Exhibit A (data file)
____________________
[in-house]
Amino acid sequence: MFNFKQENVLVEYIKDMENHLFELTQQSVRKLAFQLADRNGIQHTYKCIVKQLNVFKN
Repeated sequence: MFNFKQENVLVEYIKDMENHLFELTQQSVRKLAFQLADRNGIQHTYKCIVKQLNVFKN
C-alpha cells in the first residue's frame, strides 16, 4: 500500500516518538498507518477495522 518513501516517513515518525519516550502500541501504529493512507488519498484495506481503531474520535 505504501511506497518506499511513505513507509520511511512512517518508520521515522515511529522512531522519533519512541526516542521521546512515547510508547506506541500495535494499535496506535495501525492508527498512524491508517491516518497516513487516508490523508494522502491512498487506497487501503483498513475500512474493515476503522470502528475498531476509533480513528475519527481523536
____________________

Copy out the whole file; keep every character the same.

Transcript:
[in-house]
Amino acid sequence: MFNFKQENVLVEYIKDMENHLFELTQQSVRKLAFQLADRNGIQHTYKCIVKQLNVFKN
Repeated sequence: MFNFKQENVLVEYIKDMENHLFELTQQSVRKLAFQLADRNGIQHTYKCIVKQLNVFKN
C-alpha cells in the first residue's frame, strides 16, 4: 500500500516518538498507518477495522 518513501516517513515518525519516550502500541501504529493512507488519498484495506481503531474520535 505504501511506497518506499511513505513507509520511511512512517518508520521515522515511529522512531522519533519512541526516542521521546512515547510508547506506541500495535494499535496506535495501525492508527498512524491508517491516518497516513487516508490523508494522502491512498487506497487501503483498513475500512474493515476503522470502528475498531476509533480513528475519527481523536